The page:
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Wednesday, 17 August 2011
Page: 8370


Mr HARTSUYKER (Cowper) (16:12): I welcome the opportunity to speak on this matter of public importance, but before I go to the substance of my contribution I would just like to challenge a few words from the member for Isaacs. He commented on the fact that the Prime Minister said from on high: 'Go out and sell the carbon tax. Go out and make your voices heard. Go out and tell the Australian people why higher power prices are going to be so good for them.' And do you know what the response was, Mr Deputy Speaker? The response was silence, because I have to say I did not hear too many marginal seat members out there selling the benefits of higher electricity prices and job losses. I did not see too many marginal seat members saying too much at all about the carbon tax. In fact, they were running and hiding. I have to say that, if you wanted to see the definition of someone looking sick, it was a Labor marginal seat holder when the Prime Minister came to visit to sell the carbon tax, because it is a toxic tax that nobody wants and you are deluding yourselves to think any differently. This day, one day after the first anniversary of that notorious statement that there would be no carbon tax under a government she led, the Prime Minister needs to explain why she is so intent on doing so much damage to the Australian economy, on destroying jobs, on driving up the cost of living and on cruelling small business and large business. We have a situation where the world is facing very challenging and very uncertain times. Just yesterday the Treasurer said there had been:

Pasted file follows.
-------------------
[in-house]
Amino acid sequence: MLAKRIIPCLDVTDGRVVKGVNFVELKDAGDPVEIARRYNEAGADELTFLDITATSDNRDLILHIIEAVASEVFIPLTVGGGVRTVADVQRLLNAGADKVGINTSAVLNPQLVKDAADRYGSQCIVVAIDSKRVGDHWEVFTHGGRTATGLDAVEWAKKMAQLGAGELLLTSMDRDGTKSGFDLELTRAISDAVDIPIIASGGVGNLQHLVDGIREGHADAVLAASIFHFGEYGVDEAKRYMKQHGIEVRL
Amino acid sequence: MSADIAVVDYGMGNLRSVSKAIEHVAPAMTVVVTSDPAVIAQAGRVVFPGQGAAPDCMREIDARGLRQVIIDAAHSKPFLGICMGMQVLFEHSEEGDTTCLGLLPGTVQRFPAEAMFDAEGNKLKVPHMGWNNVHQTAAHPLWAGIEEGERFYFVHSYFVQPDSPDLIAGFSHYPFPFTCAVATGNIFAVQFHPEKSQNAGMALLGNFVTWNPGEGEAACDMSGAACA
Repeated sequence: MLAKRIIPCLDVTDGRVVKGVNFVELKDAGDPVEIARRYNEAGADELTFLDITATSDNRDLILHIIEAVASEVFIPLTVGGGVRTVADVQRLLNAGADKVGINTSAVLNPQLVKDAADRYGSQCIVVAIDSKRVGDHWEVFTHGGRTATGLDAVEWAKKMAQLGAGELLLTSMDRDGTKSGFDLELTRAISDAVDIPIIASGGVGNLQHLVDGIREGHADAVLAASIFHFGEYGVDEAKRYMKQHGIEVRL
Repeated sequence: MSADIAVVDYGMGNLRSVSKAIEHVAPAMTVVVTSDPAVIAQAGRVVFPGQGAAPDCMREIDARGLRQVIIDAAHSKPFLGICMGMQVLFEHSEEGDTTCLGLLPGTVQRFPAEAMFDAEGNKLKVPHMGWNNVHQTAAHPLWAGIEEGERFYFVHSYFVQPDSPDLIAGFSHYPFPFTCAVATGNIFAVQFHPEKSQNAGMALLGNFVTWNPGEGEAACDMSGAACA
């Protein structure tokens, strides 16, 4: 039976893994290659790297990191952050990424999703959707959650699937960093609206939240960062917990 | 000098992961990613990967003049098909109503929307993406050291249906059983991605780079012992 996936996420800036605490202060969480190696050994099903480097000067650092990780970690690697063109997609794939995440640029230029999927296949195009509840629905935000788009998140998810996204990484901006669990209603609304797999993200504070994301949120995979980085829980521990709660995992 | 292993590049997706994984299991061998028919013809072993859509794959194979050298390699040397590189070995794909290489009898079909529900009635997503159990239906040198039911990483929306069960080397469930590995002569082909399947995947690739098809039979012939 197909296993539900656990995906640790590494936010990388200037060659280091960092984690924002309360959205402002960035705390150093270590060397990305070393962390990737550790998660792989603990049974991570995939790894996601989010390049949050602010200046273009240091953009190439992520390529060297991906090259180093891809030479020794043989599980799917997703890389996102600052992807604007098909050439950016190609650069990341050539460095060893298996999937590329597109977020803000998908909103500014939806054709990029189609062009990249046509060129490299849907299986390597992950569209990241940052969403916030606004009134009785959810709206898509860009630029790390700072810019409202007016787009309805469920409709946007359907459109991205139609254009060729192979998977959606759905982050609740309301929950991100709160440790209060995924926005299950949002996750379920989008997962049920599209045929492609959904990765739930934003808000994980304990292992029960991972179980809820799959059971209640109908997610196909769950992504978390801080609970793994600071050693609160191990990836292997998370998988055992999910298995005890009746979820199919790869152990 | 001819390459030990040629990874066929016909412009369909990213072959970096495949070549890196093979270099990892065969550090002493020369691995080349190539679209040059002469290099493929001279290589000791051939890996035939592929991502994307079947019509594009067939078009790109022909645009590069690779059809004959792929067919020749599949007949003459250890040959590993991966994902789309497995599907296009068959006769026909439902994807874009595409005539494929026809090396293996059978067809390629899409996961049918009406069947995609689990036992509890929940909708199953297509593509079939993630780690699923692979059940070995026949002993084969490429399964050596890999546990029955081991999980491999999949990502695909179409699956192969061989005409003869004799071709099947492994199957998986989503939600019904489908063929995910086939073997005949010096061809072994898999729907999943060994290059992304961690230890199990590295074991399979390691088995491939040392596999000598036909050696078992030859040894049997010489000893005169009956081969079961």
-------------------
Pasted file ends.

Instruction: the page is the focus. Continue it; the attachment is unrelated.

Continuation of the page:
… big swings in global share markets, a downgrade to the US government's triple-A rating … and a rapid rise in borrowing costs facing Spain and Italy.

He continued:

In uncertain times like these, it is more important than ever that we have a mature debate about our economy and where it is heading …

Yet at the same time his government is imposing a carbon tax which will increase the cost of doing business, that will cost jobs, that will slow growth and that will damage our economy. This is no time for this negligent Prime Minister to be introducing a carbon tax that is going to do so much damage to Australia.